09/24/2022 rock garden

The NPSOT plant sale rain lily has seeds!
Another friend from that plant sale, the Justicia pilosella, seems much happier here up front in the sandy soil of the rock garden than it did in the backyard.

09/10/2022 rain lily seed pod

The rain lily seed pod has three lobes. It’s still green.
A mistflower in a pot is flowering! None of the ones in the ground are flowering yet.
The showy milkweed that died back earlier this summer is alive!!! Yay desert perennials.
The Mexican sage from Judy has started to bloom!

09/04/2022 seeds!!!

The two leaf senna had at least two seed pods! The second plant doesn’t have any buds but is growing new leaves.
This sprouted after another surprise rain this morning and I don’t know what it is.
Cowpen daisies I bought are sprouting!
The scurf pea (Psoralea/Pediomelium latestipulata) from Mom has its first adult leaf!
Little seedlings sprouting. Could be what I planted (Scarlet globemallow), could be volunteers.
More cowpen daisies in a pot where I put them and some Rosa sp from Mom from Fannin Co TX.
Tiny seedlings in the soil from Jeanne that contains the annual Sedum nutallii!
Little seedlings sprouting. Again, could be what I planted, could be volunteers. This hope is Verbena halei.

08/19/2022

I tried cantaloupe in my oatmeal this morning, hoping it would be magical like peaches, but I think they’re best eaten cold and alone. The melon, not the person doing the eating.
Gram is too tall to stretch under this chair.
He came out from under the chair to stretch, then went back under the chair to continue observing his Doggie.
Two new blooms on the two leaf senna!!
I think one of the juniperleaf cuttings had some nearly ripe seeds on it and they sprouted!!! I kept them in standing water in the shade for the first few days as a cutting, then moved them to a dry spot but still in the shade, where they are now. Still watering every day. This is additionally interesting because the seeds I collected from the original juniperleaf in the winter have not sprouted anywhere I put them. I was reading today in Nokes’ germination book that sometimes fresher seeds don’t have such an impermeable seed coat.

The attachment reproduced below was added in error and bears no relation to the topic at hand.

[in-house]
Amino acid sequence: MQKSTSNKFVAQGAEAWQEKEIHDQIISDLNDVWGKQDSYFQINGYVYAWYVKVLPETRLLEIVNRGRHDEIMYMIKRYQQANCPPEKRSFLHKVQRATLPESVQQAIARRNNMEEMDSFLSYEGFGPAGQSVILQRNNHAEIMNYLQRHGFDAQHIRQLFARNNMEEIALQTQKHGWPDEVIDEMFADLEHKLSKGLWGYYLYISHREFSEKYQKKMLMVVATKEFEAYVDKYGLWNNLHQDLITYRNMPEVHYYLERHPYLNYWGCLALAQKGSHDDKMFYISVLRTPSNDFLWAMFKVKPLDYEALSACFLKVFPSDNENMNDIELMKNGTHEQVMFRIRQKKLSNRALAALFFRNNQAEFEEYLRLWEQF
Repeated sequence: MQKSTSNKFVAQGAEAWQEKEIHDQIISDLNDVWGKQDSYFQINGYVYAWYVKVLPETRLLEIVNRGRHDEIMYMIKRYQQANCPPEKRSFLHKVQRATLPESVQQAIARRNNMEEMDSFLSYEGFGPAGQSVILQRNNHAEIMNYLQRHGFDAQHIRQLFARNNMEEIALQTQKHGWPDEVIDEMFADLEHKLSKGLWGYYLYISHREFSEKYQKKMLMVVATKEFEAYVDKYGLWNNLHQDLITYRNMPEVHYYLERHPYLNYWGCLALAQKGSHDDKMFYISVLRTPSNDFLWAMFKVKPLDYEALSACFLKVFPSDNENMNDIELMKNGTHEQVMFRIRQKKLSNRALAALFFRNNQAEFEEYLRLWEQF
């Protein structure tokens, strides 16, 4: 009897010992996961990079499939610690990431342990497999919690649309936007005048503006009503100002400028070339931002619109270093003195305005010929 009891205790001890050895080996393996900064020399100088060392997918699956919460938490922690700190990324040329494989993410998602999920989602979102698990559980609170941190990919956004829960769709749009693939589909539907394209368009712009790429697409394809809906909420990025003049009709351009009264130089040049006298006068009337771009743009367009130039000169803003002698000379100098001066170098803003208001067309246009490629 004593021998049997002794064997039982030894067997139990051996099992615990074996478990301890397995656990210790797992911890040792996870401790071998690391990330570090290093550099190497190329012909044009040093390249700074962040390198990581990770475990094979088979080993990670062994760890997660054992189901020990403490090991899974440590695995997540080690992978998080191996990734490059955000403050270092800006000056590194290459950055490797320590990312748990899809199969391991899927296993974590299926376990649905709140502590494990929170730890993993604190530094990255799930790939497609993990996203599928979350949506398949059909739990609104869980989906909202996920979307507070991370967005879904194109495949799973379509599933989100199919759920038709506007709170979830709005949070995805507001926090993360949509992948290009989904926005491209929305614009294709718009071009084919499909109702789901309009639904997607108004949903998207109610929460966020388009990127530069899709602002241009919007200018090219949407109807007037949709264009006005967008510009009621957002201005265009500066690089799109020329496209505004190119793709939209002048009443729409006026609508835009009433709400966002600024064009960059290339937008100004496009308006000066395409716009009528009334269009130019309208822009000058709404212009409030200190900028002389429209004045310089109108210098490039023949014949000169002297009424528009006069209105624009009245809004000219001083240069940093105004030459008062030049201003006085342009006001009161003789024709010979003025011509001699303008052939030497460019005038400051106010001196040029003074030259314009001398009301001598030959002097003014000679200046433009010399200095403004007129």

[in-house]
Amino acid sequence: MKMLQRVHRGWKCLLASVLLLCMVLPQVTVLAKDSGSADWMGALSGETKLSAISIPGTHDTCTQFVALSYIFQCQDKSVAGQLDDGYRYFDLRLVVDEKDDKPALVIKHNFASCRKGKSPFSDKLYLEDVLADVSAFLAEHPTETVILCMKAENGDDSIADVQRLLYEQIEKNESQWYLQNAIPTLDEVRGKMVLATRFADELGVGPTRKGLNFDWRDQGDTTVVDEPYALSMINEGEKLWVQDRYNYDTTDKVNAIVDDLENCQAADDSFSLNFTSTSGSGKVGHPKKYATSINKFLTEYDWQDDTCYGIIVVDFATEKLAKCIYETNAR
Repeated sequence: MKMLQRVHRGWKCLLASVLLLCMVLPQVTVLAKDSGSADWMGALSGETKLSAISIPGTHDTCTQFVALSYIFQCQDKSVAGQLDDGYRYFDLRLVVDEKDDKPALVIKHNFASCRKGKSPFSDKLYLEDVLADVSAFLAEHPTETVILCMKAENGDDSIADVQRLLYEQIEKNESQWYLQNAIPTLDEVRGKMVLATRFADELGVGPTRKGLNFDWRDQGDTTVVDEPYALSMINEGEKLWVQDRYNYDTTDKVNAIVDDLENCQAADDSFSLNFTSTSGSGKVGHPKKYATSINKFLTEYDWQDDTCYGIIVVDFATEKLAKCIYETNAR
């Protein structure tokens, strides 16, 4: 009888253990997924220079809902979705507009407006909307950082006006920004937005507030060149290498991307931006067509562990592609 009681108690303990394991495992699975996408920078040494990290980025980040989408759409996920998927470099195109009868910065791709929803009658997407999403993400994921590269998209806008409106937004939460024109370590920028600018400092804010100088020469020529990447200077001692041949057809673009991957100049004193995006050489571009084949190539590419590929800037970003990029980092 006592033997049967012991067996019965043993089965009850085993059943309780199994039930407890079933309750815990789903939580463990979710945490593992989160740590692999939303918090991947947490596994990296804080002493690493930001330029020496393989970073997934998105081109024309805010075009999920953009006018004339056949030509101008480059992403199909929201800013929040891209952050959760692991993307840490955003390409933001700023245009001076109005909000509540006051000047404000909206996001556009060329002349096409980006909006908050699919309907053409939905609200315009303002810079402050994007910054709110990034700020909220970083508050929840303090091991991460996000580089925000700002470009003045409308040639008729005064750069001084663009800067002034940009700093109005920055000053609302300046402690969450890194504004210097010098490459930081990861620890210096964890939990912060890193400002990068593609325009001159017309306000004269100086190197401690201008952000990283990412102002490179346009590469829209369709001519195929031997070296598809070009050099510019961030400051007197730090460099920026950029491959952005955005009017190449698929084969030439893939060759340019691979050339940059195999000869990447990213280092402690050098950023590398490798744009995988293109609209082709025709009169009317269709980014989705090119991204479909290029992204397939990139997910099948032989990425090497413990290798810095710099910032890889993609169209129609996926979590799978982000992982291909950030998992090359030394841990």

A few little grasses in the backyard where I sprinkled the native grass mix from Plants of the Southwest! The mix was blue grama and buffalograss.

08/14/2022 fermenting slimy seeds

I did some reading and it seems like we should actually be fermenting the canteloupe seeds, so I threw out the others (which were crunchy with dried goo/slime). Here’s the seeds from today’s snack.
White currant tomato seeds looked pretty fermenty in the cupboard today so I rinsed them in the strainer and plopped them onto a paper towel. We set the paper towel by an air vent. This has worked for these seeds in the past, as this year’s plant is from harvested seeds.

08/06/2022 tiny successes

The fall obedient plant has some tiny flowers.
One partridge pea has pods! This is important because it’s an annual. I have 2-3 individuals that were blooming at one time so hopefully the seeds make.
Did some tomato pruning and found a lot of tomatoes, one Madhu ras cantaloupe melon, and Paula got an okra.

07/31/2022 melon debut for this year

Paula wields the knife.
Oh no! Bad spot in our canteloupe!
The bad spot carefully removed leaves us with snack size halves. They were cold and delicious.
Saving seeds from this variety, Madhur Ras melon. I put it in the hot shade on the west facing front porch. It has a lot of melon goo on them that we couldn’t rinse off, so maybe they’ll be easier to clean after drying.

07/17/2022 straw bale sampling and other afternoon torture

We appear to have some potatoes in the straw bales.
The Granny Smith apple is having a hard time. The leaves are turning brittle and possibly sunscalded? We are on mandatory water conservation until the city pump is fixed Monday hopefully so the most I can do is hand water it. However, this apple tree is the most westward facing so maybe it’s just having problems.
Native Texas dandelion in backyard earlier.

07/17/2022 finally dealt with identifying dayflowers

The seeds are rugose. This means rough. Commelina erecta, the native species, has mostly smooth seeds. C. diffusa and C. communis have rugose seeds.
The “spathe” is the part that enfolds the flower. In C. communis the veins are slightly darker, which I believe matches this.
The tiny third petal in front is white. Apparently it’s blue in C. diffusa.

All this to say, after keying out with the NC TX flower, I am disappointed to find my yard full of dayflowers appears to be full of the invasive, non-native version.